In Years Past
In 1914, fire discovered shortly after 12 a.m. the previous morning did about $10,000 damage to the oil refining plant of the Warren Refining Company located between Warren and North Warren. The fire was caused by a still boiling over. The 400 or more barrels of oil caught fire and exploded, scattering fire in all directions. One pipeline about eight inches in diameter carried the flames into the condenser, which caught fire, communicating the blaze to the tall house which was destroyed. The refining company fire department was supplemented by part of the Warren fire department and good work was done keeping the fire from much other inflammable material which was nearby.
It probably would be a rainy Easter Sunday all over the east. Unless some freak of nature set the best predictions of the weather bureau experts away, there would be rains and snows in the northern portion of the east and rains over the southern districts. It was a stock prediction among the weather profits that if it rained on Easter Sunday it would rain for six consecutive Sundays thereafter. The weather sharps said, however, that there was nothing certain about that. The weather, which threatened to retire Easter finery to the bandboxes and spoil the promenades on the fashionable avenues of many cities was a joint effort from Texas and Canada.
In 1939, United States Senator Burton K. Wheeler of Montana had been booked for the Chautauqua platform in the coming summer, along with a group of outstanding speakers on a wide variety of topics which would include all angles of the Hitler-Mussolini program, the Japanese program, the Chamberlain-Daladier program, the American program and what was termed a program for world order. Dr. Edward Howard Griggs would return for a series of lectures on American Life Today. Mrs. Franklin D. Roosevelt, wife of the President, was to speak July 7 and Dr. William Lynn Phelps of Yale University was coming though his date had not yet been set.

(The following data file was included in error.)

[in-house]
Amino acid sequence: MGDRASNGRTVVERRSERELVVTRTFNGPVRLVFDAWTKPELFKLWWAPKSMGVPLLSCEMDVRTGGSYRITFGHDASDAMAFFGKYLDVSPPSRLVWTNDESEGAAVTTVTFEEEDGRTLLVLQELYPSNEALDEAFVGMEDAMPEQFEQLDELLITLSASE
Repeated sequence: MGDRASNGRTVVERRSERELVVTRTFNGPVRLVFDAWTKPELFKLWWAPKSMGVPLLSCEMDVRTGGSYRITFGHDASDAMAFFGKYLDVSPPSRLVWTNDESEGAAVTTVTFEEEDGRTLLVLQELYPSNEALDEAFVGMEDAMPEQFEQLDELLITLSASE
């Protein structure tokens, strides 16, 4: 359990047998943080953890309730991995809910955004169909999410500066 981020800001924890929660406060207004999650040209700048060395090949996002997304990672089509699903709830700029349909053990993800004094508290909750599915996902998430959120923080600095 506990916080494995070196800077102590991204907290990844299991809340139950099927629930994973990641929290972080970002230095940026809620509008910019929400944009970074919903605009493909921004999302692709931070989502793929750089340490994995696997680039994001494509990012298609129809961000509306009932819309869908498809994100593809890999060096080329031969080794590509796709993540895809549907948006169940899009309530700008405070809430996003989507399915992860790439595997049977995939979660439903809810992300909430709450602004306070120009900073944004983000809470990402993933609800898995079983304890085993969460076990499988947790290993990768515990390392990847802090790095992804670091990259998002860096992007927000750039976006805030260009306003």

Speedy action by two men who responded to calls for help robbed the Chadakoin River of three more victims about noon this day. The swiftly flowing river was carrying Mary Davison, 34, with her son, Wylie Jr., and Lawrence Morrison, all of Jamestown, past the municipal light plant when their rescuers pulled Davison from the water and the two boys from their flat bottom rowboat, half-filled with water. Davison and the two boys had set out in their craft to recover a boat that had been stolen from the Davisons and which was reported to have been found at the Warner Dam. They had only proceeded a short distance when the boat hit a log and Davison was thrown into the water. The rescue was made by Thomas Stevens of Busti and Donald Ellis of Jamestown.
In 1964, with measured cannon fire and the sad notes of Taps, the nation sent its old soldier, Douglas MacArthur, to his earthly peace. It was a moving ceremony – one of massed flags dipping in waves, of stirring band music, and of quiet prayers and the sadness of the general’s 84-year-old widow, Jean, and son, Arthur, 26. The Stars and Stripes were removed from MacArthur’s steel casket before he was lowered into his tomb in a crypt in the MacArthur Memorial in the old Navy town of Norfolk, Va., where his mother was born. And thus, the five-star general and hero of three wars, who died Sunday, April 5 – fading away as he once eloquently predicted – was laid to rest.
Laraine Bell Lyons, Miss Jamestown of 1961, had been named the state chairman of National Nurse Week for Highland Hospital in Rochester where she was a student nurse. Nurse Week was April 12-18. The past year Lyons was voted the outstanding student nurse of Area II, Student Nurses’ Association of New York State. She was the daughter of Mr. and Mrs. Lawrence Bell of Howard Avenue, West Ellicott.
In 1989, the head man at Crawford Furniture Manufacturing Corp. of Jamestown returned home from the Southern Furniture Market in High Point, N.C. with a real problem. Carl M. Cappa, Crawford’s president and chief executive officer, was wrestling with how to keep up with orders for the company’s new Shaker collection introduced at the show. Heads of three other area firms showing at the market also reported a good response to their offerings.
The Southwestern Central School Board was making plans to borrow $650,000 to pay its bills in May, just in case it did not get its state aid by then. Citing the state Legislature’s “continued failure to enact a budget,” SWCS Superintendent Donald A. Ogilvie asked the board to authorize President William Evans to borrow the money for the district. “I can make it through April but once we hit May I’ll be looking at a shortfall of $650,000,” Ogilvie told the board.